13 Nov 2015

Cycleway possible for Petone to Ngauranga

5:45 pm on 13 November 2015

The New Zealand Transport Agency says it wants to build a shared cycle and pedestrian path between Petone and Ngauranga.

An artist's impression.

An artist's impression. Photo: NZTA

The path would be three metres wide with a metre-wide shoulder on each side, and would be built between the current railway line and the sea. The project will require substantial reclamation since the rail tracks are on the edge of the harbour.

The agency said it would work with Hutt City Council, Wellington City Council, and Greater Wellington Regional Council as partners on the project.

The heads of those three councils all said they were in favour of the scheme and they were delighted with the plans.

Hutt City mayor Ray Wallace said besides helping cyclists, the path would protect the railway line from rough seas during a storm.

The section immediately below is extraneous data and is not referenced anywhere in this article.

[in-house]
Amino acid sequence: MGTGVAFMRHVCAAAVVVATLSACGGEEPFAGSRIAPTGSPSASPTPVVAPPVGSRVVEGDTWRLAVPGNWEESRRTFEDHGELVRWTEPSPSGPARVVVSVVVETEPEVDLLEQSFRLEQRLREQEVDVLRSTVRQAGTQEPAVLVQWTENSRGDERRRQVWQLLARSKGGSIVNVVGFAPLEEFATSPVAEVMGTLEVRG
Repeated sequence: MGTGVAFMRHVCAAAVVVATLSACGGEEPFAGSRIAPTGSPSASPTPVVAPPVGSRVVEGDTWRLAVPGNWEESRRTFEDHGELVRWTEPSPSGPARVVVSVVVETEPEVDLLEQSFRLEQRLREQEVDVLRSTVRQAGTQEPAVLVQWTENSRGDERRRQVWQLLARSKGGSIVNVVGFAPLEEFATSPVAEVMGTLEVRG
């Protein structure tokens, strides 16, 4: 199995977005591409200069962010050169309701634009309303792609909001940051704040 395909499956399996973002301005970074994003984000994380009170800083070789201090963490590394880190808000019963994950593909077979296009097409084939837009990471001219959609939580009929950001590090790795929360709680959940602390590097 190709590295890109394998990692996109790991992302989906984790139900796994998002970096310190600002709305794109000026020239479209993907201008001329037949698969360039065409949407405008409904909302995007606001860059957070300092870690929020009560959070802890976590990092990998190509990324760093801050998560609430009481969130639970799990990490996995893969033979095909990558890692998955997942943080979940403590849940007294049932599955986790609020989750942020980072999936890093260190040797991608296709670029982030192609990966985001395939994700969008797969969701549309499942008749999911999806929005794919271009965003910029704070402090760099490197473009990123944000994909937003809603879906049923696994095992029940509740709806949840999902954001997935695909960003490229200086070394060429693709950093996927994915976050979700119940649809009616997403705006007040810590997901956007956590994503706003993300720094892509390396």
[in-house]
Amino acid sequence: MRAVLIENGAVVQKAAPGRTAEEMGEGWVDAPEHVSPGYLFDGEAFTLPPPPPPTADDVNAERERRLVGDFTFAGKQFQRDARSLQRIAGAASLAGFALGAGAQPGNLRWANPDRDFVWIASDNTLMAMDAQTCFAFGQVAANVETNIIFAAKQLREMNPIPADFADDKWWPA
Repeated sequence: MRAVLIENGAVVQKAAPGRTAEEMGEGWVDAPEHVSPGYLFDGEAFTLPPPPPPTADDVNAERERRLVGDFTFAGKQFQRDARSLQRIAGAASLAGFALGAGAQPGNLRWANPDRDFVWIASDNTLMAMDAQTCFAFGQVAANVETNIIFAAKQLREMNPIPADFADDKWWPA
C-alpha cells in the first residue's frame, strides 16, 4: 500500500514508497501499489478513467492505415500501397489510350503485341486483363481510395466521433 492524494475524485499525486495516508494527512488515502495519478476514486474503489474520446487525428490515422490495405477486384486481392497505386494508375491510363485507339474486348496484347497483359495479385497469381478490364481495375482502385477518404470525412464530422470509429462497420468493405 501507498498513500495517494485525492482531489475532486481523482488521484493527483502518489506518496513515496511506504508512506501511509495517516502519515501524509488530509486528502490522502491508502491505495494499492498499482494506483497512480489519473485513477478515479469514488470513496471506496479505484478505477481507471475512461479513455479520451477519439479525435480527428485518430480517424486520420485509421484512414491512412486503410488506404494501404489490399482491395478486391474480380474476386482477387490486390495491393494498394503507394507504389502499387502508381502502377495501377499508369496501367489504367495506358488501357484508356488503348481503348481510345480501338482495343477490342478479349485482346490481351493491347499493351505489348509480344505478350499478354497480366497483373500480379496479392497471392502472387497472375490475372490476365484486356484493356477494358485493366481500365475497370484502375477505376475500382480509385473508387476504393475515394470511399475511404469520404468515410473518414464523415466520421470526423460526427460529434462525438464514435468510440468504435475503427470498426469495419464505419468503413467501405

"It's a real asset to the region, we're going to see a lot more people cycling, walking and it also gives a resilience to the public transport and rail network."

The agency said the next steps in the project will be to prepare the necessary consents applications.

The project will connect with other proposed cycling improvements, including sections between Petone and Melling and Ngauranga and Wellington CBD.

Wellington mayor Celia Wade-Brown said she was thrilled at what had been decided.

"We've already put $5 million in our budget, the Hutt Valley has put some money in and the taxpayer - through NZTA - will also be funding," Ms Wade-Brown said.

"And it's about time that that beautiful harbour was opened up for walking (and) cycling along."

Supporters said the planned cycle and walking track would protect existing transport systems, as well as help cyclists.

Two years ago, bad weather closed the railway line and brought traffic chaos to Wellington, so supporters of the track said it would be a useful safety buffer for the railway during future storms.

At present, about 200 cyclists a day make the risky trip along the edge of State Highway 2 but after 2019 that number is expected to more than double.

Construction is due to start in 2019, at a cost of $35 million.

The Transport Agency will apply for resource consent next year.

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